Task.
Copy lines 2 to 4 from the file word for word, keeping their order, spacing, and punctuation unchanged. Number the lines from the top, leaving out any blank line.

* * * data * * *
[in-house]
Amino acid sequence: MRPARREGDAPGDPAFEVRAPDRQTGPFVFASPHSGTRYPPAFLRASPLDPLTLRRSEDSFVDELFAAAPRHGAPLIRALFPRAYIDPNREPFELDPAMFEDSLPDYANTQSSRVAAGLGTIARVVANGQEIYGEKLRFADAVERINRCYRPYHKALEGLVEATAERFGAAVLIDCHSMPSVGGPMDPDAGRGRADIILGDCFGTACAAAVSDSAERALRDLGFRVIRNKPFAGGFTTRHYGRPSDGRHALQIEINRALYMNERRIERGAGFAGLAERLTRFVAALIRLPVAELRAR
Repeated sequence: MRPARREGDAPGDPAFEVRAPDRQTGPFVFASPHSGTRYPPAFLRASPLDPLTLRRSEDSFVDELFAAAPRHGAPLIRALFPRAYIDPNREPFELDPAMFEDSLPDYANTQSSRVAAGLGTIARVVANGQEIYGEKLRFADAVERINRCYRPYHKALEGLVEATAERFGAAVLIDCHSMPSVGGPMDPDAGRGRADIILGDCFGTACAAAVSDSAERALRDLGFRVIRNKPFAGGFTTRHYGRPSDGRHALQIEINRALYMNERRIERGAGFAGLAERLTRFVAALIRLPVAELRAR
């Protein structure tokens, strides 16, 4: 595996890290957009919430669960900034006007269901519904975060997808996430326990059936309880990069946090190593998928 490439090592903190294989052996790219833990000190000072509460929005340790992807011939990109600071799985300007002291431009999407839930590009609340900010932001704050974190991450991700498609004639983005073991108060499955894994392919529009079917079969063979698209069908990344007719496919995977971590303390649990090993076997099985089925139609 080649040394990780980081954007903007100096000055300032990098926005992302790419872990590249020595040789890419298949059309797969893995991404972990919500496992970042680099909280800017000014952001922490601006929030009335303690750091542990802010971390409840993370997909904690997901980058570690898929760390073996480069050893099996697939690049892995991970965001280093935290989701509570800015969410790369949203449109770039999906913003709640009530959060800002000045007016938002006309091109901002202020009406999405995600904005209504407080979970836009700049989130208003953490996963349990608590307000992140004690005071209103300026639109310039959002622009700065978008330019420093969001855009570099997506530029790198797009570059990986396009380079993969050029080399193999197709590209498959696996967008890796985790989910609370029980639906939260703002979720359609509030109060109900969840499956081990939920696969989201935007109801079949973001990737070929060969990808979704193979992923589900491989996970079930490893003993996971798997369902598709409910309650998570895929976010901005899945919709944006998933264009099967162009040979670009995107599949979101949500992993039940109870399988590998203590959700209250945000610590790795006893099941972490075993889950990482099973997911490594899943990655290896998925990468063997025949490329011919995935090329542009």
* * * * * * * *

Amino acid sequence: MRPARREGDAPGDPAFEVRAPDRQTGPFVFASPHSGTRYPPAFLRASPLDPLTLRRSEDSFVDELFAAAPRHGAPLIRALFPRAYIDPNREPFELDPAMFEDSLPDYANTQSSRVAAGLGTIARVVANGQEIYGEKLRFADAVERINRCYRPYHKALEGLVEATAERFGAAVLIDCHSMPSVGGPMDPDAGRGRADIILGDCFGTACAAAVSDSAERALRDLGFRVIRNKPFAGGFTTRHYGRPSDGRHALQIEINRALYMNERRIERGAGFAGLAERLTRFVAALIRLPVAELRAR
Repeated sequence: MRPARREGDAPGDPAFEVRAPDRQTGPFVFASPHSGTRYPPAFLRASPLDPLTLRRSEDSFVDELFAAAPRHGAPLIRALFPRAYIDPNREPFELDPAMFEDSLPDYANTQSSRVAAGLGTIARVVANGQEIYGEKLRFADAVERINRCYRPYHKALEGLVEATAERFGAAVLIDCHSMPSVGGPMDPDAGRGRADIILGDCFGTACAAAVSDSAERALRDLGFRVIRNKPFAGGFTTRHYGRPSDGRHALQIEINRALYMNERRIERGAGFAGLAERLTRFVAALIRLPVAELRAR
């Protein structure tokens, strides 16, 4: 595996890290957009919430669960900034006007269901519904975060997808996430326990059936309880990069946090190593998928 490439090592903190294989052996790219833990000190000072509460929005340790992807011939990109600071799985300007002291431009999407839930590009609340900010932001704050974190991450991700498609004639983005073991108060499955894994392919529009079917079969063979698209069908990344007719496919995977971590303390649990090993076997099985089925139609 080649040394990780980081954007903007100096000055300032990098926005992302790419872990590249020595040789890419298949059309797969893995991404972990919500496992970042680099909280800017000014952001922490601006929030009335303690750091542990802010971390409840993370997909904690997901980058570690898929760390073996480069050893099996697939690049892995991970965001280093935290989701509570800015969410790369949203449109770039999906913003709640009530959060800002000045007016938002006309091109901002202020009406999405995600904005209504407080979970836009700049989130208003953490996963349990608590307000992140004690005071209103300026639109310039959002622009700065978008330019420093969001855009570099997506530029790198797009570059990986396009380079993969050029080399193999197709590209498959696996967008890796985790989910609370029980639906939260703002979720359609509030109060109900969840499956081990939920696969989201935007109801079949973001990737070929060969990808979704193979992923589900491989996970079930490893003993996971798997369902598709409910309650998570895929976010901005899945919709944006998933264009099967162009040979670009995107599949979101949500992993039940109870399988590998203590959700209250945000610590790795006893099941972490075993889950990482099973997911490594899943990655290896998925990468063997025949490329011919995935090329542009």